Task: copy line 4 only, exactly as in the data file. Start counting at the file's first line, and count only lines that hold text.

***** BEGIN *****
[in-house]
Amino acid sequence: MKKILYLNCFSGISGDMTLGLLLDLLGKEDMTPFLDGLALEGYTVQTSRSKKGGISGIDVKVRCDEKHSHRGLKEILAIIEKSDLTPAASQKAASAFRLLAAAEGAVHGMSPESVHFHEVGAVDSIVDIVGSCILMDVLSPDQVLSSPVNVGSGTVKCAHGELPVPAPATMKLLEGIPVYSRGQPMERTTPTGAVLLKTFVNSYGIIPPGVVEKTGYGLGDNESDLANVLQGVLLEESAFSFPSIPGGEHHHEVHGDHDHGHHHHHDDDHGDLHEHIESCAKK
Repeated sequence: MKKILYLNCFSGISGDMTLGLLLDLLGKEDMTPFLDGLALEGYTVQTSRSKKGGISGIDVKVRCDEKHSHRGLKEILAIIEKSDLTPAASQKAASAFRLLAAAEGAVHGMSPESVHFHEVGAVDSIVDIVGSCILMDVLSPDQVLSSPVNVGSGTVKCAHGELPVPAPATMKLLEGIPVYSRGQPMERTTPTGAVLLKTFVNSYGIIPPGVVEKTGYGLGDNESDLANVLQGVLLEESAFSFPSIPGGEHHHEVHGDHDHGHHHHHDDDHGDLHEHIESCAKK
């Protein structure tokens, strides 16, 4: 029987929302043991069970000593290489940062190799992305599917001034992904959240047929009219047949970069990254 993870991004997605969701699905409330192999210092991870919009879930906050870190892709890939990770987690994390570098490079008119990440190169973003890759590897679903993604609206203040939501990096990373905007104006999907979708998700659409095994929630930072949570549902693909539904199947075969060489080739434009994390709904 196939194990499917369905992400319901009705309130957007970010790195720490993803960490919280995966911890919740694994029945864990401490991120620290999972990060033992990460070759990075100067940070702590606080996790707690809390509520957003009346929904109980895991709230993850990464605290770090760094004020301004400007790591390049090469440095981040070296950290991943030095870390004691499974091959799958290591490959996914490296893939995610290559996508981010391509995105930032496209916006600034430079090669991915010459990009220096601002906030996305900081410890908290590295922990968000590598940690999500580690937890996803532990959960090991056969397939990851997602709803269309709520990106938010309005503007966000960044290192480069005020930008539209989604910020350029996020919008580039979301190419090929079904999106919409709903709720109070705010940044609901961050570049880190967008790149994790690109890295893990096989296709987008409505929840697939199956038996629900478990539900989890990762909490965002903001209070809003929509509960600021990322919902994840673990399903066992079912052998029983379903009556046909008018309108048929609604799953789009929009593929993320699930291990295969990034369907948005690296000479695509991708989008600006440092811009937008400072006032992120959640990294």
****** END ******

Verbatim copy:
């Protein structure tokens, strides 16, 4: 029987929302043991069970000593290489940062190799992305599917001034992904959240047929009219047949970069990254 993870991004997605969701699905409330192999210092991870919009879930906050870190892709890939990770987690994390570098490079008119990440190169973003890759590897679903993604609206203040939501990096990373905007104006999907979708998700659409095994929630930072949570549902693909539904199947075969060489080739434009994390709904 196939194990499917369905992400319901009705309130957007970010790195720490993803960490919280995966911890919740694994029945864990401490991120620290999972990060033992990460070759990075100067940070702590606080996790707690809390509520957003009346929904109980895991709230993850990464605290770090760094004020301004400007790591390049090469440095981040070296950290991943030095870390004691499974091959799958290591490959996914490296893939995610290559996508981010391509995105930032496209916006600034430079090669991915010459990009220096601002906030996305900081410890908290590295922990968000590598940690999500580690937890996803532990959960090991056969397939990851997602709803269309709520990106938010309005503007966000960044290192480069005020930008539209989604910020350029996020919008580039979301190419090929079904999106919409709903709720109070705010940044609901961050570049880190967008790149994790690109890295893990096989296709987008409505929840697939199956038996629900478990539900989890990762909490965002903001209070809003929509509960600021990322919902994840673990399903066992079912052998029983379903009556046909008018309108048929609604799953789009929009593929993320699930291990295969990034369907948005690296000479695509991708989008600006440092811009937008400072006032992120959640990294």